My neighbour is killing me!
Don’t get me wrong he is not a pathological killer or a mass murderer or anything like that but he is bending the law and generous spirit of those around him to breaking point.
We live in a small courtyard off a spur on a large rambling rabbit warren of shoddily (in my opinion), built George Wimpey homes (another story!). Four homes surround this courtyard, three inhabited by young children who play out and mix very well together. The fourth property, a badly designed flat lies above our four garages, the windows, instead of looking out of the back across the rolling hills of Dorset, open over the courtyard. The incumbent tenant is middle aged and very much unattached. He also works from home and there is not an ant that crosses the courtyard without his beady eyes picking it out and commenting on or to it.
Remember Hyacinth Bucket from Keeping up Appearances, she could learn a lot from my neighbour and his neighbourhood watching. During the term time it is easier to suffer the continual interruptions and comments on how to bring up the children. He being the expert; having fathered and brought up precisely, no children!
Now the summer holidays are upon us and the children have days stretching out in front of them to play and argue and learn their social skills. What they do not want is some “Old Man”; a term I use hesitatingly, as he is not that much older than the parents of these children, commenting on their every movement.
They, in my mind have a right to grow up and learn by themselves. I know my children are far from angels some of the time, but it is in a child’s nature to stretch the boundaries of truth and temptation to the limit. I don’t want or need my neighbour explaining the ins and outs of the children’s arguments. I want my child and his friends to learn by admitting the truth, discussing the consequences and agreeing together, which they are more than capable and happy to do.
I am lucky, having a husband, so the attention I get from our neighbour is tempered. However another of our neighbours isn’t so lucky. She is on her own and has a young son who is well looked after, well fed, very happy and neither of them suffer for lack of a man around. No 1 son sometimes babysits while we have girlie nights out; we have a wonderful reciprocal arrangement not only on babysitting but feeding the animals whilst the other holidays.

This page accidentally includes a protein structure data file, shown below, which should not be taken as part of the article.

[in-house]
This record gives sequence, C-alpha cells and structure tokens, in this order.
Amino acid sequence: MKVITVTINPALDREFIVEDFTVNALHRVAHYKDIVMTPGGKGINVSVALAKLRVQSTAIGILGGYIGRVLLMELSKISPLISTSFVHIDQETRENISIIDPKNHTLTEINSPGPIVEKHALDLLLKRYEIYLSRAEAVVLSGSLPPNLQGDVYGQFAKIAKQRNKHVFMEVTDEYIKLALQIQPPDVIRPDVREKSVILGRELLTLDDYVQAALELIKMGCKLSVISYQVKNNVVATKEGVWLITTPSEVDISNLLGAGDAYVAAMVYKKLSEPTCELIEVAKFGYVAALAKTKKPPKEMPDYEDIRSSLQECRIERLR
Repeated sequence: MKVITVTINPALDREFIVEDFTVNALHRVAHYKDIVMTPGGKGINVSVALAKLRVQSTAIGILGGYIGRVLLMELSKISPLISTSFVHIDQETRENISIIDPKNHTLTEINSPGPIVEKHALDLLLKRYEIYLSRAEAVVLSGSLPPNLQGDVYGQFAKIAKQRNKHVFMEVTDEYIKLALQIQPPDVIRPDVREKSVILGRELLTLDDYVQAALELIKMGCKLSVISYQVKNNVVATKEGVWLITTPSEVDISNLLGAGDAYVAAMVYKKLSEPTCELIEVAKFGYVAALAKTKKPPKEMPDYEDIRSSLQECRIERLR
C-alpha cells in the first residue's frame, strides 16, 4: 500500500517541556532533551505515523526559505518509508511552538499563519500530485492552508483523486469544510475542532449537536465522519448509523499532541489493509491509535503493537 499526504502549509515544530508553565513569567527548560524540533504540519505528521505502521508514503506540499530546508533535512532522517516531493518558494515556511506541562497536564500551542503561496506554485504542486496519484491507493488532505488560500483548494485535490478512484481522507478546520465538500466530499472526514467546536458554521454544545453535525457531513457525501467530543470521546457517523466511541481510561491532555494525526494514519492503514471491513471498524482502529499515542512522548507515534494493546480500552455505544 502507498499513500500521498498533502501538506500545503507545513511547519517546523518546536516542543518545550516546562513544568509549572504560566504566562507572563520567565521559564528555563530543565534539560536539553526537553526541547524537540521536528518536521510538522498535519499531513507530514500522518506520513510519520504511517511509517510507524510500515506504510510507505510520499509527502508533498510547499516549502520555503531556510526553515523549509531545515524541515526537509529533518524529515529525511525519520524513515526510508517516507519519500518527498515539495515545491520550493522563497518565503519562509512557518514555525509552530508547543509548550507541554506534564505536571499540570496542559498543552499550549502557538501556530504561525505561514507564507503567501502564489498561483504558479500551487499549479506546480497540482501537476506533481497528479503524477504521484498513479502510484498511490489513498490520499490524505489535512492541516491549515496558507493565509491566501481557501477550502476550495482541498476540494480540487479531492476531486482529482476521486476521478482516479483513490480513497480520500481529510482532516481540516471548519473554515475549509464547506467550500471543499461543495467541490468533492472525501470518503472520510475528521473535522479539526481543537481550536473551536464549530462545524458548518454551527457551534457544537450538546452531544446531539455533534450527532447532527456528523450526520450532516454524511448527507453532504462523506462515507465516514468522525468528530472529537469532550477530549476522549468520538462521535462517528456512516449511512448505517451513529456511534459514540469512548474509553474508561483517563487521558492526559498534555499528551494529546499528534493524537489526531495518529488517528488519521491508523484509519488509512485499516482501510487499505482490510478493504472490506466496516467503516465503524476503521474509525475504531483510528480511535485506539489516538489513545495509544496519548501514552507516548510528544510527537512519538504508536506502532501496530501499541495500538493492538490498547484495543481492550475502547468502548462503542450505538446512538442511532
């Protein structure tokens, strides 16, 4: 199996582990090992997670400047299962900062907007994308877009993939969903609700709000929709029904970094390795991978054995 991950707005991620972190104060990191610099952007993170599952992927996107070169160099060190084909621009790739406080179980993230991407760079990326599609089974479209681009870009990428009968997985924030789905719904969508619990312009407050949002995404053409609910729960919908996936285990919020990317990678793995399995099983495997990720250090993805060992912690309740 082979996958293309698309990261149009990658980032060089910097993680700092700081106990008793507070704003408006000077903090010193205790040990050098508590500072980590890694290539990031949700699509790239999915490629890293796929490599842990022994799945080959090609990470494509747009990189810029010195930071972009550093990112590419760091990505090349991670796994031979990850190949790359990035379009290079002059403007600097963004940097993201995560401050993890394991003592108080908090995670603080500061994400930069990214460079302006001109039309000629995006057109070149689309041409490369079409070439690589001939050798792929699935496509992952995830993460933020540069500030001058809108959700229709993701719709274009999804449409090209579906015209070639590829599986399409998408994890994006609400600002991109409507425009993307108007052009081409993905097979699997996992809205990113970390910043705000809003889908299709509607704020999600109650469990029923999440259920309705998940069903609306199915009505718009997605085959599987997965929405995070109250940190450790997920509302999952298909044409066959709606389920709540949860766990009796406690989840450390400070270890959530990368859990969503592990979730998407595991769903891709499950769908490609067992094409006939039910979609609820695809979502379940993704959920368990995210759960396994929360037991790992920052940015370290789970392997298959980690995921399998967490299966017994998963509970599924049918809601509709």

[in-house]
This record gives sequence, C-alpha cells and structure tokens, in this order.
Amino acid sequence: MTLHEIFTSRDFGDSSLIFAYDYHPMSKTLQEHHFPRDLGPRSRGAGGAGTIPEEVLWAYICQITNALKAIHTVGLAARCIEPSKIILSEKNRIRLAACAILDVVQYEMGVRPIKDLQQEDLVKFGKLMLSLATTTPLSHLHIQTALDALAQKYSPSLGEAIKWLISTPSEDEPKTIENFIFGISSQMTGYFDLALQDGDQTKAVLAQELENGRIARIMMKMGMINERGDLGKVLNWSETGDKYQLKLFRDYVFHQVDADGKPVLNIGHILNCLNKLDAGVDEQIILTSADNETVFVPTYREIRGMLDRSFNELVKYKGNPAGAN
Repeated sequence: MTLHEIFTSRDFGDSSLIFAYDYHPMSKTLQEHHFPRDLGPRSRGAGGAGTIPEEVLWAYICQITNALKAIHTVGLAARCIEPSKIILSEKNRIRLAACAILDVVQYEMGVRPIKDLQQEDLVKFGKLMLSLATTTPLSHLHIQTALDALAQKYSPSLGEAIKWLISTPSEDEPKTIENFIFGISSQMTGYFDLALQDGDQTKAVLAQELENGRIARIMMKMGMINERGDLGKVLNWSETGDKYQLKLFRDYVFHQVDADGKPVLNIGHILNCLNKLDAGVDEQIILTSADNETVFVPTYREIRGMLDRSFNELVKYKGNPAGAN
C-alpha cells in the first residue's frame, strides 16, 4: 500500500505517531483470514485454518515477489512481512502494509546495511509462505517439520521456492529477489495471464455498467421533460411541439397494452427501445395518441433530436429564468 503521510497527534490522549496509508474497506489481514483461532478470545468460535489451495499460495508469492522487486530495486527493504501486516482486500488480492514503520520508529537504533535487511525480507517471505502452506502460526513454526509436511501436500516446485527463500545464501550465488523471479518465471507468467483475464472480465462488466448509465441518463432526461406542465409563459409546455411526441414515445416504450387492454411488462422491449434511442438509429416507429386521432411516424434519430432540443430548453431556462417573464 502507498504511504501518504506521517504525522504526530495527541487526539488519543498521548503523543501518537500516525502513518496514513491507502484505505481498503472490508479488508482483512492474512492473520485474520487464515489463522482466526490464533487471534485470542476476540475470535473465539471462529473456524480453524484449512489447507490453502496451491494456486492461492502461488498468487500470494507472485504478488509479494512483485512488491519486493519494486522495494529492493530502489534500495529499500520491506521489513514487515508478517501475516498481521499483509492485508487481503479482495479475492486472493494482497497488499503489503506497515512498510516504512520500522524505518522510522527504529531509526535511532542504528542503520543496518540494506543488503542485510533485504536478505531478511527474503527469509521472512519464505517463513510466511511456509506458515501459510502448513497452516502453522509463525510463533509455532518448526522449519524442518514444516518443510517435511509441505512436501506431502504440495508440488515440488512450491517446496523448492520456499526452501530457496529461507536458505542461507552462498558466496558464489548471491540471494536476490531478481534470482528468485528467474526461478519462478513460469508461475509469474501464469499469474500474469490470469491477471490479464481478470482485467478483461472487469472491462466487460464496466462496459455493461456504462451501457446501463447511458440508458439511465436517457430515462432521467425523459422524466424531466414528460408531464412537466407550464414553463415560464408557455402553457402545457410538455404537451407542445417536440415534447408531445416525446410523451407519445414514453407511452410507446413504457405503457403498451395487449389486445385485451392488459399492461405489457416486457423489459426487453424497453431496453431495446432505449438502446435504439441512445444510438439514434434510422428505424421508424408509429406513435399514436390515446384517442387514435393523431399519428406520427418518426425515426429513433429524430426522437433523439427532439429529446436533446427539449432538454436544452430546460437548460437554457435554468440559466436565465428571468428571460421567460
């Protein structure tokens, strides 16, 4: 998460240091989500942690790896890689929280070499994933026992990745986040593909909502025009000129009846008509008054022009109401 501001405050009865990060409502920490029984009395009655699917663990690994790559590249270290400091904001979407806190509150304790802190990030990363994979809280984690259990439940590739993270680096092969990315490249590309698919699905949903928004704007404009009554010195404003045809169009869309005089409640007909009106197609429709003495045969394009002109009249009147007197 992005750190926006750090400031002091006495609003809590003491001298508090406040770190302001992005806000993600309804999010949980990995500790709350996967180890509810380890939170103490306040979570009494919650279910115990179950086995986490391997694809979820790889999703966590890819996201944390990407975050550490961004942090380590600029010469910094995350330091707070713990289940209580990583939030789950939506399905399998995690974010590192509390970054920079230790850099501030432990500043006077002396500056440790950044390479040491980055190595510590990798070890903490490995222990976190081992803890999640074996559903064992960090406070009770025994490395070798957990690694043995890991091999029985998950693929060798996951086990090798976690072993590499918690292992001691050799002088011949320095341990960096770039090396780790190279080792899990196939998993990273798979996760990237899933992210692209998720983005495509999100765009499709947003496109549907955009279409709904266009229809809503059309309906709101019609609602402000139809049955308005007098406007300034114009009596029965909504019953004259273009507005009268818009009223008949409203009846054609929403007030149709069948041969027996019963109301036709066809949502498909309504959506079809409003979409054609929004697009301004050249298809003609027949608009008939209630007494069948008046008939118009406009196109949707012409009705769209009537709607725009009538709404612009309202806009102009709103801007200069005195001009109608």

Our neighbour pays special attention to her; his hearing acutely tuned to the tone of her car entering the estate. He miraculously materialises as she turns the engine off, he hauntingly emerges from his door as she leaves her house and aggressively questions every visitor venturing past his windows; particularly male visitors. The window cleaner makes a big thing of announcing his presence by doing ours first so he is allowed past. The postman dashes through the courtyard so as not to be questioned on what he is delivering. As for the recent plumber, who was interrogated as to what he thought was wrong and how to go about fixing it, I think he will not be returning in a hurry.
Once upon a lifetime, it was common practice for neighbours to just enter each other’s houses; but they were usually women popping in to check on something. They also had an open invitation. We no longer live in that kind of open society and walking through the garden into someone’s kitchen without invite is pushing the bounds of neighbourliness to stalking, don’t you think?
Magnanimously, I could, almost accept this in the spirit of neighbourliness however, what I do object to is his business. The four garages are each owned by the four houses within the courtyard. He has the garage next to his front door and from there runs a business; industrial painting. I don’t have a problem with people who work from home; many businesses particularly in the beauty or alternative medicine sector have their consulting rooms at home. I myself write from home and in a previous existence ran a property management business from my home. I would guess the, difference with all these are they do not inflict on people outside the house whereas painting does.
He opens up the garage and appears clad alien-like in a World War 2 gas mask for protection. Wearing over large protective gloves to accentuate the need for safety, he takes out the spray gun. Apart from the fact that my once dark blue car is now officially dappled blue, as we are unable to remove the specks of grey, white, gold and silver from the bodywork. It is the smell of those pungent toxic fumes that I strongly object to. He only needs to be out spraying for about 10 minutes before the tang of toxins pervade my home and my nostrils. Maybe more than most, but I am directly downwind ; I react strongly to them suffering headaches, nausea and incredible muscle lethargy.
So, if this paint makes me feel so lousy, my neighbour feels the need to dress up in quite so much protection, is it safe to be spraying while there are children playing in the courtyard. Personally I do not think that it is a safe industry to be carrying on in any residential area.
So what do I do? He says he couldn’t afford rent on commercial premises? If one of my children becomes ill he will not be able to afford the compensation or lawsuit either. We have implicitly implied that it is not appropriate to work while the children are on holiday but he says he needs to work while the work is available.
I have looked up industrial paint on the internet to be told that once it dries it is safe. As soon as the paint is dry he disperses the now newly painted and safe apparatus to his clients. I seem to be fine with the dry paint.
I am in a quandary; I do not plan to spend six weeks with a headache, but also do not want to upset the delicate balance of tolerance we all enjoy. Here’s hoping no new big orders come in!
Suggestions are welcome! Please.